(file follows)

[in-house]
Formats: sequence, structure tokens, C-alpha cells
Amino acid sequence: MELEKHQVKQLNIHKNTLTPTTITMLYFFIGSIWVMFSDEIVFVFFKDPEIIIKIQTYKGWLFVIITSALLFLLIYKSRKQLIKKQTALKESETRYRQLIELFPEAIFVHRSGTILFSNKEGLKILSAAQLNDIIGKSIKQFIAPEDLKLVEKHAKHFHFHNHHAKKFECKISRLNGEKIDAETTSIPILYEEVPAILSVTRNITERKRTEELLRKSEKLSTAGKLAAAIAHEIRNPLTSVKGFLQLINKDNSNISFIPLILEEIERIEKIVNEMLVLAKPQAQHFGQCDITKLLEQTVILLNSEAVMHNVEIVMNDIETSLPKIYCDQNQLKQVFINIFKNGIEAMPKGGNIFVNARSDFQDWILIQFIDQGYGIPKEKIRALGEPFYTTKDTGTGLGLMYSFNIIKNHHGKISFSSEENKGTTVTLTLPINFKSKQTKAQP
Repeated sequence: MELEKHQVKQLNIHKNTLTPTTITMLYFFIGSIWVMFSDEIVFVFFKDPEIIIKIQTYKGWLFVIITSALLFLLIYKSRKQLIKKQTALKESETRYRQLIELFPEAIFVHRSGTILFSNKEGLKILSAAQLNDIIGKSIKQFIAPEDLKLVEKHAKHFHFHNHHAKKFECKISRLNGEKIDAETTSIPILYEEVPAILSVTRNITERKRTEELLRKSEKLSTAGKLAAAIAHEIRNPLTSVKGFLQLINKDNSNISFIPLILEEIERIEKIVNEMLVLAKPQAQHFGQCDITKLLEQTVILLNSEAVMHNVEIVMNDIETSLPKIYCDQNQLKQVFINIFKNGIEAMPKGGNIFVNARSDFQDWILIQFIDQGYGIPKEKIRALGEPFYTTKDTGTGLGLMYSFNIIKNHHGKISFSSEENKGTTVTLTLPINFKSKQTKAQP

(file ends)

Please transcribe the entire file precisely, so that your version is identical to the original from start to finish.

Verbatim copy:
[in-house]
Formats: sequence, structure tokens, C-alpha cells
Amino acid sequence: MELEKHQVKQLNIHKNTLTPTTITMLYFFIGSIWVMFSDEIVFVFFKDPEIIIKIQTYKGWLFVIITSALLFLLIYKSRKQLIKKQTALKESETRYRQLIELFPEAIFVHRSGTILFSNKEGLKILSAAQLNDIIGKSIKQFIAPEDLKLVEKHAKHFHFHNHHAKKFECKISRLNGEKIDAETTSIPILYEEVPAILSVTRNITERKRTEELLRKSEKLSTAGKLAAAIAHEIRNPLTSVKGFLQLINKDNSNISFIPLILEEIERIEKIVNEMLVLAKPQAQHFGQCDITKLLEQTVILLNSEAVMHNVEIVMNDIETSLPKIYCDQNQLKQVFINIFKNGIEAMPKGGNIFVNARSDFQDWILIQFIDQGYGIPKEKIRALGEPFYTTKDTGTGLGLMYSFNIIKNHHGKISFSSEENKGTTVTLTLPINFKSKQTKAQP
Repeated sequence: MELEKHQVKQLNIHKNTLTPTTITMLYFFIGSIWVMFSDEIVFVFFKDPEIIIKIQTYKGWLFVIITSALLFLLIYKSRKQLIKKQTALKESETRYRQLIELFPEAIFVHRSGTILFSNKEGLKILSAAQLNDIIGKSIKQFIAPEDLKLVEKHAKHFHFHNHHAKKFECKISRLNGEKIDAETTSIPILYEEVPAILSVTRNITERKRTEELLRKSEKLSTAGKLAAAIAHEIRNPLTSVKGFLQLINKDNSNISFIPLILEEIERIEKIVNEMLVLAKPQAQHFGQCDITKLLEQTVILLNSEAVMHNVEIVMNDIETSLPKIYCDQNQLKQVFINIFKNGIEAMPKGGNIFVNARSDFQDWILIQFIDQGYGIPKEKIRALGEPFYTTKDTGTGLGLMYSFNIIKNHHGKISFSSEENKGTTVTLTLPINFKSKQTKAQP